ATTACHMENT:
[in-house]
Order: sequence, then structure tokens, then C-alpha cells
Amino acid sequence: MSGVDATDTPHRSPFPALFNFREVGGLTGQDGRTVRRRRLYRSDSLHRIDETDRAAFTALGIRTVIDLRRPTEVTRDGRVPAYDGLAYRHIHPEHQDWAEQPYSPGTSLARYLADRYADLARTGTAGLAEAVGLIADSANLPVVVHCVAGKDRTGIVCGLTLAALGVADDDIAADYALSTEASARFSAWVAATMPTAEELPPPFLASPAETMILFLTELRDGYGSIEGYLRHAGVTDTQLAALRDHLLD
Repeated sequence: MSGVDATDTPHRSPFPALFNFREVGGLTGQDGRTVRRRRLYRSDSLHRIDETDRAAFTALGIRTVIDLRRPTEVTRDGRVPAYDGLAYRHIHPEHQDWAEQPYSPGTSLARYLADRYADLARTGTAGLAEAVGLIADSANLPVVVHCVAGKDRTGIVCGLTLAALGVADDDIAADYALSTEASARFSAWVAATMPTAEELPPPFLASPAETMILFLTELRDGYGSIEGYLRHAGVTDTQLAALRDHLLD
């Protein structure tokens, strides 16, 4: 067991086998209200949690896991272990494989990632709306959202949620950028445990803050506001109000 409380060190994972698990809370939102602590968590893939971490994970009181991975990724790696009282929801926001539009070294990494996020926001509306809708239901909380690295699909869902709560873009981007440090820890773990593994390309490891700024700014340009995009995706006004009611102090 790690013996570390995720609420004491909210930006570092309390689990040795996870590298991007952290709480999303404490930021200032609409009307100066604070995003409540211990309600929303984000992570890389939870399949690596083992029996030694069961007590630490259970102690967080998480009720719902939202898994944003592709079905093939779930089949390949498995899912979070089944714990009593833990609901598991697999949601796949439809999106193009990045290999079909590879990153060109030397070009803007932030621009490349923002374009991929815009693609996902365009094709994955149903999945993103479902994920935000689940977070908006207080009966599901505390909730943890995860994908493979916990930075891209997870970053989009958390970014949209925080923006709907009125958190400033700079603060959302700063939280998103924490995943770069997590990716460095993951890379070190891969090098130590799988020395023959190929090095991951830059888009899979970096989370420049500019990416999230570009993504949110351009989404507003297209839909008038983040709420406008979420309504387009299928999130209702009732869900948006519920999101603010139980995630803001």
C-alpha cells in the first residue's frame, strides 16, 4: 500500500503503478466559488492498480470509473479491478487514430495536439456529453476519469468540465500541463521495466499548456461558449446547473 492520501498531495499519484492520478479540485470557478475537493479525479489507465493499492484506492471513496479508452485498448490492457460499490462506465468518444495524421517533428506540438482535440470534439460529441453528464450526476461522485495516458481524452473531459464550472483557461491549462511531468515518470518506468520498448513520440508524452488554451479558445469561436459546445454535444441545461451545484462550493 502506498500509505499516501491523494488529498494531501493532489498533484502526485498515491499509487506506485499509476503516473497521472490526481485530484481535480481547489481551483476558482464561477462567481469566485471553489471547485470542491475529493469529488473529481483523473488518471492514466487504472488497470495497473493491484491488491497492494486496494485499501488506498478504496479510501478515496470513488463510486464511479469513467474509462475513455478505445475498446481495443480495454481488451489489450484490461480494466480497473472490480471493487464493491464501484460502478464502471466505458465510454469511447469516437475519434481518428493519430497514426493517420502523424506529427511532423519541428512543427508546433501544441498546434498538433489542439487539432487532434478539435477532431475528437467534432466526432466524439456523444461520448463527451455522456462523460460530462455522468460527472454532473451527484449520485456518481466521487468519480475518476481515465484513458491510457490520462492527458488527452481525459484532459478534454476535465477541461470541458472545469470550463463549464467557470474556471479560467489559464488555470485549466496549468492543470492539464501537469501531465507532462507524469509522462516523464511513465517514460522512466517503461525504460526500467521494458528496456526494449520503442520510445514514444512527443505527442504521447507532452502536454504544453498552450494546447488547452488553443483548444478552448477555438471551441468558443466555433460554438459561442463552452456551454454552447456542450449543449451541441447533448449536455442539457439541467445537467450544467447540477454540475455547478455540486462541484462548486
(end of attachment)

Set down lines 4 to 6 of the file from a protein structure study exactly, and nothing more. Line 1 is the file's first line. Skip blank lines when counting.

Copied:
Repeated sequence: MSGVDATDTPHRSPFPALFNFREVGGLTGQDGRTVRRRRLYRSDSLHRIDETDRAAFTALGIRTVIDLRRPTEVTRDGRVPAYDGLAYRHIHPEHQDWAEQPYSPGTSLARYLADRYADLARTGTAGLAEAVGLIADSANLPVVVHCVAGKDRTGIVCGLTLAALGVADDDIAADYALSTEASARFSAWVAATMPTAEELPPPFLASPAETMILFLTELRDGYGSIEGYLRHAGVTDTQLAALRDHLLD
């Protein structure tokens, strides 16, 4: 067991086998209200949690896991272990494989990632709306959202949620950028445990803050506001109000 409380060190994972698990809370939102602590968590893939971490994970009181991975990724790696009282929801926001539009070294990494996020926001509306809708239901909380690295699909869902709560873009981007440090820890773990593994390309490891700024700014340009995009995706006004009611102090 790690013996570390995720609420004491909210930006570092309390689990040795996870590298991007952290709480999303404490930021200032609409009307100066604070995003409540211990309600929303984000992570890389939870399949690596083992029996030694069961007590630490259970102690967080998480009720719902939202898994944003592709079905093939779930089949390949498995899912979070089944714990009593833990609901598991697999949601796949439809999106193009990045290999079909590879990153060109030397070009803007932030621009490349923002374009991929815009693609996902365009094709994955149903999945993103479902994920935000689940977070908006207080009966599901505390909730943890995860994908493979916990930075891209997870970053989009958390970014949209925080923006709907009125958190400033700079603060959302700063939280998103924490995943770069997590990716460095993951890379070190891969090098130590799988020395023959190929090095991951830059888009899979970096989370420049500019990416999230570009993504949110351009989404507003297209839909008038983040709420406008979420309504387009299928999130209702009732869900948006519920999101603010139980995630803001």
C-alpha cells in the first residue's frame, strides 16, 4: 500500500503503478466559488492498480470509473479491478487514430495536439456529453476519469468540465500541463521495466499548456461558449446547473 492520501498531495499519484492520478479540485470557478475537493479525479489507465493499492484506492471513496479508452485498448490492457460499490462506465468518444495524421517533428506540438482535440470534439460529441453528464450526476461522485495516458481524452473531459464550472483557461491549462511531468515518470518506468520498448513520440508524452488554451479558445469561436459546445454535444441545461451545484462550493 502506498500509505499516501491523494488529498494531501493532489498533484502526485498515491499509487506506485499509476503516473497521472490526481485530484481535480481547489481551483476558482464561477462567481469566485471553489471547485470542491475529493469529488473529481483523473488518471492514466487504472488497470495497473493491484491488491497492494486496494485499501488506498478504496479510501478515496470513488463510486464511479469513467474509462475513455478505445475498446481495443480495454481488451489489450484490461480494466480497473472490480471493487464493491464501484460502478464502471466505458465510454469511447469516437475519434481518428493519430497514426493517420502523424506529427511532423519541428512543427508546433501544441498546434498538433489542439487539432487532434478539435477532431475528437467534432466526432466524439456523444461520448463527451455522456462523460460530462455522468460527472454532473451527484449520485456518481466521487468519480475518476481515465484513458491510457490520462492527458488527452481525459484532459478534454476535465477541461470541458472545469470550463463549464467557470474556471479560467489559464488555470485549466496549468492543470492539464501537469501531465507532462507524469509522462516523464511513465517514460522512466517503461525504460526500467521494458528496456526494449520503442520510445514514444512527443505527442504521447507532452502536454504544453498552450494546447488547452488553443483548444478552448477555438471551441468558443466555433460554438459561442463552452456551454454552447456542450449543449451541441447533448449536455442539457439541467445537467450544467447540477454540475455547478455540486462541484462548486